Picture from FEMA, IS-111 Course Training Materials Unit 4 (https://training.fema.gov/emiweb/downloads/is111_unit%204.pdf)
When I was thinking about why we, as a nation, fail to plan for recovery operations, at least when we compare that to the amount of attention we give to preparing for response operations, this oversimplified diagram immediately jumped out as one of the problem areas. In short, we train people to think that preparedness is all about response, but this could not be further from the truth! In a perfect world, preparedness would feed into each of the other three phases, not just response.
Granted, it is true that response is generally the most publicly visible phase of the EM lifecycle. It is the phase where everyone is in a “rah-rah mood,” with superiors and elected officials striving to telegraph the appearance that everyone is “on the same team” and working toward the singular goal of response. Daily reports trumpet the number of homes that have had power restored, the number of survivors that have been assisted by search and rescue teams, and even the simple arrival of additional utility work crews from other states. As long as we sense that “the cavalry is here, or at least on the way,” we can conceptualize the eventual end to response activities, and with these the presumed end of the “disaster.”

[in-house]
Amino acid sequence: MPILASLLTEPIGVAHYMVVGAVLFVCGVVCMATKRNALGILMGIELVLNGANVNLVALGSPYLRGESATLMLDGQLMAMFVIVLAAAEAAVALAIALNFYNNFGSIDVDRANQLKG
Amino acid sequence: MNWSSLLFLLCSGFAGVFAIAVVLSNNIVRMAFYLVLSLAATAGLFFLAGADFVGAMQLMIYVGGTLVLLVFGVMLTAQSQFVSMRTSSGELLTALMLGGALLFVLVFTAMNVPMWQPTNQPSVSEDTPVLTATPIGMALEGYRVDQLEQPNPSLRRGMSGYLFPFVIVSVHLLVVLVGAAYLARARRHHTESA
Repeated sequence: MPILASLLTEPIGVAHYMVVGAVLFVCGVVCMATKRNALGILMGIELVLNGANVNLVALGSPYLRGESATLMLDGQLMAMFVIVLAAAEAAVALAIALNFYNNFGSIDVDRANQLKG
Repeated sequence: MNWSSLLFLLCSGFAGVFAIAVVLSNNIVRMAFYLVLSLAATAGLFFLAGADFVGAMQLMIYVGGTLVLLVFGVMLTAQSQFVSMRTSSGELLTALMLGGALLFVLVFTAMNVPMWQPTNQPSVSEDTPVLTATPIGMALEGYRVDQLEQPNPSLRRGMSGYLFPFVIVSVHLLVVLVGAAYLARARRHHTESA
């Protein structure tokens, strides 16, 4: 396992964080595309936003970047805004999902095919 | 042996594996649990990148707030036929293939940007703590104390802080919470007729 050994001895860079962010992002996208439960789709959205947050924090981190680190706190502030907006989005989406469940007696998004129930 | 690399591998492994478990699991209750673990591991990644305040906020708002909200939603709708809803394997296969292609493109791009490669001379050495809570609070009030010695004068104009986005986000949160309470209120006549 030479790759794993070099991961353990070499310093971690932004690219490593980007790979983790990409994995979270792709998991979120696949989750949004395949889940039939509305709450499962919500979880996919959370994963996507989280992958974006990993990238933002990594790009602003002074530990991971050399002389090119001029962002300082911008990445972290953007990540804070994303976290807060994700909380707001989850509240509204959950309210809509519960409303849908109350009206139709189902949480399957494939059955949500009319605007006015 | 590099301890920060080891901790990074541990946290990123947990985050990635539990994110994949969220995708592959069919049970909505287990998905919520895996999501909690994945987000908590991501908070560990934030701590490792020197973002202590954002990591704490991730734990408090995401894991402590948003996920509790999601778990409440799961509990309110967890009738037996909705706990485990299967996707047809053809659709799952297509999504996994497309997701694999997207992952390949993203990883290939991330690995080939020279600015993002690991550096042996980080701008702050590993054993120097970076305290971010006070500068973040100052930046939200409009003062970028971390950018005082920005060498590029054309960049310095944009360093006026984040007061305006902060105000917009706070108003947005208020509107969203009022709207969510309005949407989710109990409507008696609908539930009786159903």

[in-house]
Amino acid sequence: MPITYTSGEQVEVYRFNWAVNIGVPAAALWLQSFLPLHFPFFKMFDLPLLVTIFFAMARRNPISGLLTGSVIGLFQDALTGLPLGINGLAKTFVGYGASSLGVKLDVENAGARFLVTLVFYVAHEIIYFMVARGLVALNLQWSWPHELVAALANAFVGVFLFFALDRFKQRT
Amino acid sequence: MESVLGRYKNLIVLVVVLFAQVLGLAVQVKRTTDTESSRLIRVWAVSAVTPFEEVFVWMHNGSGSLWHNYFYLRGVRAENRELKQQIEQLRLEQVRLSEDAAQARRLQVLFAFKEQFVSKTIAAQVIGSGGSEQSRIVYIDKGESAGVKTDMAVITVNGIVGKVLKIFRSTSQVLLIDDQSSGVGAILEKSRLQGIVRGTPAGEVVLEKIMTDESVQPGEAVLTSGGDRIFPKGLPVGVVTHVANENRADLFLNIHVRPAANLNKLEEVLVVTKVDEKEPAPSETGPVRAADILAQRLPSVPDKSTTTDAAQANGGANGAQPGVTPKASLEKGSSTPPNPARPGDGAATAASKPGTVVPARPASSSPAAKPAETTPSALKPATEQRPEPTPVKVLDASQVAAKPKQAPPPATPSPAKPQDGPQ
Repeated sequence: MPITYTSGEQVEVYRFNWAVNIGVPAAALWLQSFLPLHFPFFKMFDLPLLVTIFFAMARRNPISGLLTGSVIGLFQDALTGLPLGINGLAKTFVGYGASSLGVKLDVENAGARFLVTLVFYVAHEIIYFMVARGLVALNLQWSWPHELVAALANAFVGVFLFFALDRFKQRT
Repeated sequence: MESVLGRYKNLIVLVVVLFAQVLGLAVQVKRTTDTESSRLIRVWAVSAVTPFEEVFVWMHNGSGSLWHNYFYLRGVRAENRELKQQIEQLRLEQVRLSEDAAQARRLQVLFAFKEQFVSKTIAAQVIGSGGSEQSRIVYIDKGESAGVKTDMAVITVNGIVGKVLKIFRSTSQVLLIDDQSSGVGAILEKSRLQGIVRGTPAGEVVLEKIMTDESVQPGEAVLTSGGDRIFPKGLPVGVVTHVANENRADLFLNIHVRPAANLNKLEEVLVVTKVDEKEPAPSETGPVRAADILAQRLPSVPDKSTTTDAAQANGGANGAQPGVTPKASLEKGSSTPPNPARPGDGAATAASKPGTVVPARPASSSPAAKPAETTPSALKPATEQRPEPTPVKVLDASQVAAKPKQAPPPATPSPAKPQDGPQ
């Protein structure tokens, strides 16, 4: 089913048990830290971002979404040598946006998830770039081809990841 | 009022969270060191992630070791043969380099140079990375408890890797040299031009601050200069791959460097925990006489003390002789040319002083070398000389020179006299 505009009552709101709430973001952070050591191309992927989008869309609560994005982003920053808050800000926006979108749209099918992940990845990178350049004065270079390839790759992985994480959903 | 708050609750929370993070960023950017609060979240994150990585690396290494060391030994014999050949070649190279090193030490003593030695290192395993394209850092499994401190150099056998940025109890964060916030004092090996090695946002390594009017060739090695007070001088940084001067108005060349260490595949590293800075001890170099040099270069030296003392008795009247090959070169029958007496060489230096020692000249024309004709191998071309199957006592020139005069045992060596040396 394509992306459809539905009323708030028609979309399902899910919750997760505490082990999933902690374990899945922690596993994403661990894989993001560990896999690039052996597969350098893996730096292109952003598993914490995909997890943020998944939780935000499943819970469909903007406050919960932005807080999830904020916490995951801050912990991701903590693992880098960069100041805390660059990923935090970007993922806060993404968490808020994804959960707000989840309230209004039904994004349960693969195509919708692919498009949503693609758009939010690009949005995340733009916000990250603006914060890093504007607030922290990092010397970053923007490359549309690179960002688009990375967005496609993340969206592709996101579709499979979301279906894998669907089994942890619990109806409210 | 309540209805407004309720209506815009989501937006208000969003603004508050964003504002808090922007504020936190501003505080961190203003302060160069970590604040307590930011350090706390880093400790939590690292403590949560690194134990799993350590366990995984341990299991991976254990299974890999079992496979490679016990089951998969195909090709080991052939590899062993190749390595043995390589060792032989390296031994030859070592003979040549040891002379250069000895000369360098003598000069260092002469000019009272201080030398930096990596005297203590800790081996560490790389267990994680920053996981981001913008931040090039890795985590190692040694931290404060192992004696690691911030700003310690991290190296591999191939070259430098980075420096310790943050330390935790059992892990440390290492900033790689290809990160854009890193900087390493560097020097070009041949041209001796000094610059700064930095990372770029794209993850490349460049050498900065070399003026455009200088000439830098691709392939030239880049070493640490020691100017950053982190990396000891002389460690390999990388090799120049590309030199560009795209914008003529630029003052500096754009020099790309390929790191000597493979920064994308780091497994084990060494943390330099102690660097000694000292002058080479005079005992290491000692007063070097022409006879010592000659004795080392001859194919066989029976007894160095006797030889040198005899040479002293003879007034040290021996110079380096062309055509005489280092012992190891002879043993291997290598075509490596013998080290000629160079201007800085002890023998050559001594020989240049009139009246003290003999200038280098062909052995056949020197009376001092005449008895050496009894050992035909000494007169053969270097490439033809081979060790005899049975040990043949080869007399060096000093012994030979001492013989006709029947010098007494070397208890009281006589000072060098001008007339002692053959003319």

However, in reality, response lasts for a very short period of time. After a few days or possibly weeks, we then move into the potentially decades-long task of recovery (and key missteps in the very beginning of recovery operations can come back to haunt you years down the road!).
A Simple Equation